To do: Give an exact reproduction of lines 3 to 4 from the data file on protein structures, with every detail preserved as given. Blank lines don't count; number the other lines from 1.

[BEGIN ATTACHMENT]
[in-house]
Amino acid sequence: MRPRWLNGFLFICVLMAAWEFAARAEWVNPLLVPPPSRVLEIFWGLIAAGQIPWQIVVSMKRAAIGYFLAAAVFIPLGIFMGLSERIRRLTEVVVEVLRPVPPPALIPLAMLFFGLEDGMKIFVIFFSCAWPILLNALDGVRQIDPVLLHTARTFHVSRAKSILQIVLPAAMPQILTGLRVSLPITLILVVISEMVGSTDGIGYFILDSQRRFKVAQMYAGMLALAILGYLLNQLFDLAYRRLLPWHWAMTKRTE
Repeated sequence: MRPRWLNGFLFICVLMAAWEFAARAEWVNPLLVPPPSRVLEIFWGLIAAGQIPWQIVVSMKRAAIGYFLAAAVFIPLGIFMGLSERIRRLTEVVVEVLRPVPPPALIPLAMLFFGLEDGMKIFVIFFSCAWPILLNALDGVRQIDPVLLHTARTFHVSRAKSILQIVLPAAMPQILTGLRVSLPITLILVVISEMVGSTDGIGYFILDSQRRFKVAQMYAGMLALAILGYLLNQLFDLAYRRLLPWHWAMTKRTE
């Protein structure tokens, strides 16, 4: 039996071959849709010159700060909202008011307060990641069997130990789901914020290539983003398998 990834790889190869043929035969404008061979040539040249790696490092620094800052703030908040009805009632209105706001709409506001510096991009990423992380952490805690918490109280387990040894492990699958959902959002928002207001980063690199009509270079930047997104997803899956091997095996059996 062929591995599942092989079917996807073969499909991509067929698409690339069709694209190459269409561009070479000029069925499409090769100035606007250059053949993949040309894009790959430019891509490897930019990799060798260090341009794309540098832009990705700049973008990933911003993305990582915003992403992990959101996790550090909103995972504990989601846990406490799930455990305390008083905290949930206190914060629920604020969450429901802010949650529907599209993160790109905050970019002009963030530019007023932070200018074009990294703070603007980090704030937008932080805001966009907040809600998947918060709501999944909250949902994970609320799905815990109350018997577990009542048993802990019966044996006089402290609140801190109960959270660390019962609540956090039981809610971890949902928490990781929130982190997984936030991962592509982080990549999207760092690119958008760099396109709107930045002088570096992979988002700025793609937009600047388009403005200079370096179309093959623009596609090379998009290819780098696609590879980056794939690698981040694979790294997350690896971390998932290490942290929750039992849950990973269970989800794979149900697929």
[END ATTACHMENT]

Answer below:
Repeated sequence: MRPRWLNGFLFICVLMAAWEFAARAEWVNPLLVPPPSRVLEIFWGLIAAGQIPWQIVVSMKRAAIGYFLAAAVFIPLGIFMGLSERIRRLTEVVVEVLRPVPPPALIPLAMLFFGLEDGMKIFVIFFSCAWPILLNALDGVRQIDPVLLHTARTFHVSRAKSILQIVLPAAMPQILTGLRVSLPITLILVVISEMVGSTDGIGYFILDSQRRFKVAQMYAGMLALAILGYLLNQLFDLAYRRLLPWHWAMTKRTE
């Protein structure tokens, strides 16, 4: 039996071959849709010159700060909202008011307060990641069997130990789901914020290539983003398998 990834790889190869043929035969404008061979040539040249790696490092620094800052703030908040009805009632209105706001709409506001510096991009990423992380952490805690918490109280387990040894492990699958959902959002928002207001980063690199009509270079930047997104997803899956091997095996059996 062929591995599942092989079917996807073969499909991509067929698409690339069709694209190459269409561009070479000029069925499409090769100035606007250059053949993949040309894009790959430019891509490897930019990799060798260090341009794309540098832009990705700049973008990933911003993305990582915003992403992990959101996790550090909103995972504990989601846990406490799930455990305390008083905290949930206190914060629920604020969450429901802010949650529907599209993160790109905050970019002009963030530019007023932070200018074009990294703070603007980090704030937008932080805001966009907040809600998947918060709501999944909250949902994970609320799905815990109350018997577990009542048993802990019966044996006089402290609140801190109960959270660390019962609540956090039981809610971890949902928490990781929130982190997984936030991962592509982080990549999207760092690119958008760099396109709107930045002088570096992979988002700025793609937009600047388009403005200079370096179309093959623009596609090379998009290819780098696609590879980056794939690698981040694979790294997350690896971390998932290490942290929750039992849950990973269970989800794979149900697929």